The founder of the renowned Leeds International Piano Competition has issued a rallying call for the city to get behind the contest on its return next year.
Dame Fanny Waterman says people across the world know about the contest and yet, in her experience, the average person in Leeds does not.
The 93-year old great-grandmother was speaking at Leeds Civic Hall, where she requested the use of the building for the last few nights of the 2015 competition. The contest was founded in 1961 and occurs every three years, making 2015 its Golden Anniversary celebration event.
Dame Fanny is urging council bosses to help drive major publicity for the event while the competition is going on.
“Thank you for this opportunity to speak about Leeds International Piano Competition and its Golden Anniversary,” Dame Fanny told councillors. “We have introduced to the world some of the greatest pianists of our time. Yet if I walk out of this hall and I stop a passerby and ask ‘have you heard of the Leeds International Piano Competition?’ they give me a blank stare. This has to be rectified.”
She joked that on her many global travels, whenever she mentions Leeds it is “no longer your football team but the competition” which people are reminded of. “At the time of the competition, my taxi driver in Warsaw would ask me who has got through to the second stage. I don’t think anybody here would realise it’s actually going on.” she said. “I’m not asking for money, but help with making [the city] more beautiful at the time of the competition.”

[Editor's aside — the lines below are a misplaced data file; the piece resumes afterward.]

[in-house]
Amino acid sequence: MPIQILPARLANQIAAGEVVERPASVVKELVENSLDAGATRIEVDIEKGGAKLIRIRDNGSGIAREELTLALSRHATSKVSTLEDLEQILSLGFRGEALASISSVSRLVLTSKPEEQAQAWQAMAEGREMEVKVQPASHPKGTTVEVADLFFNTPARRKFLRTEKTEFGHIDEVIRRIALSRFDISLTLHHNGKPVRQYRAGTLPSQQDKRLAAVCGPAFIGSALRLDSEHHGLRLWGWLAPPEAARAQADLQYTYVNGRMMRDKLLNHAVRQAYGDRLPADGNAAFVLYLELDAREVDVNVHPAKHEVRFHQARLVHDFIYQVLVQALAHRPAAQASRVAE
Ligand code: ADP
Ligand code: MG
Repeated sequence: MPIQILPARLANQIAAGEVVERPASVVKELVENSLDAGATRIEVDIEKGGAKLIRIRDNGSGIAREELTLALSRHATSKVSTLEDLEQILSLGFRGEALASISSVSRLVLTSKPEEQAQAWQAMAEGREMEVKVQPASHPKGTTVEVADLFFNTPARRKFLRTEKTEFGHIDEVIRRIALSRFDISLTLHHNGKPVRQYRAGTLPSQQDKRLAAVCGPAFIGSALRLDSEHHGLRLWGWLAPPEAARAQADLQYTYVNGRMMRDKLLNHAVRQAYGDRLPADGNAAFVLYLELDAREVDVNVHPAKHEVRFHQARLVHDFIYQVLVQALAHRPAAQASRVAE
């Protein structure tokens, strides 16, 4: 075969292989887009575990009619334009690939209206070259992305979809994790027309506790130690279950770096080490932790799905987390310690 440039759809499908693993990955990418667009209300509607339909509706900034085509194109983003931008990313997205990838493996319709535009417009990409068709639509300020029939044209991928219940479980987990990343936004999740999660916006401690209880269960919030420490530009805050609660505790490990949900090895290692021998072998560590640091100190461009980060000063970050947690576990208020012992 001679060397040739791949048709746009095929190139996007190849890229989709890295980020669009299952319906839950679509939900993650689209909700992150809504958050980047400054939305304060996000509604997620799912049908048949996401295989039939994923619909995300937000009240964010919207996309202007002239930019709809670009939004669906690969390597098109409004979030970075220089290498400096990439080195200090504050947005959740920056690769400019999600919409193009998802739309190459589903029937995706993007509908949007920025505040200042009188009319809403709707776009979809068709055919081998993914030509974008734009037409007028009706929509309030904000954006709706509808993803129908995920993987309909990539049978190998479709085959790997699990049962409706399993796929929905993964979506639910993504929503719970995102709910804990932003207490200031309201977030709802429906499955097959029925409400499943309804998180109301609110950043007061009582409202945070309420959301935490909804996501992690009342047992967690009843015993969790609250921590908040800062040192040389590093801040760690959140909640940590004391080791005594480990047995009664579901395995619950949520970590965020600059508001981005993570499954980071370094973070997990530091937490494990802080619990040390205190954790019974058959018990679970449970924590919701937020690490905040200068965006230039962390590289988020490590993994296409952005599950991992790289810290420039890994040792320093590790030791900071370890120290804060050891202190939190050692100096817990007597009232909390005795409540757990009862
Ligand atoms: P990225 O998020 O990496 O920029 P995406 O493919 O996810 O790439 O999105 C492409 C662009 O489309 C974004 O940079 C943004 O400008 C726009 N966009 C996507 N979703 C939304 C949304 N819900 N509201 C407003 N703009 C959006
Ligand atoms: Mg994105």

The competition is credited with putting Leeds on the global cultural map and launching the careers of numerous maestros including Romania’s Radu Lupu.
Ambassadors include former Burmese political prisoner Aung San Suu Kyi, who said watching the competition was a source of solace during her 15 years of house arrest.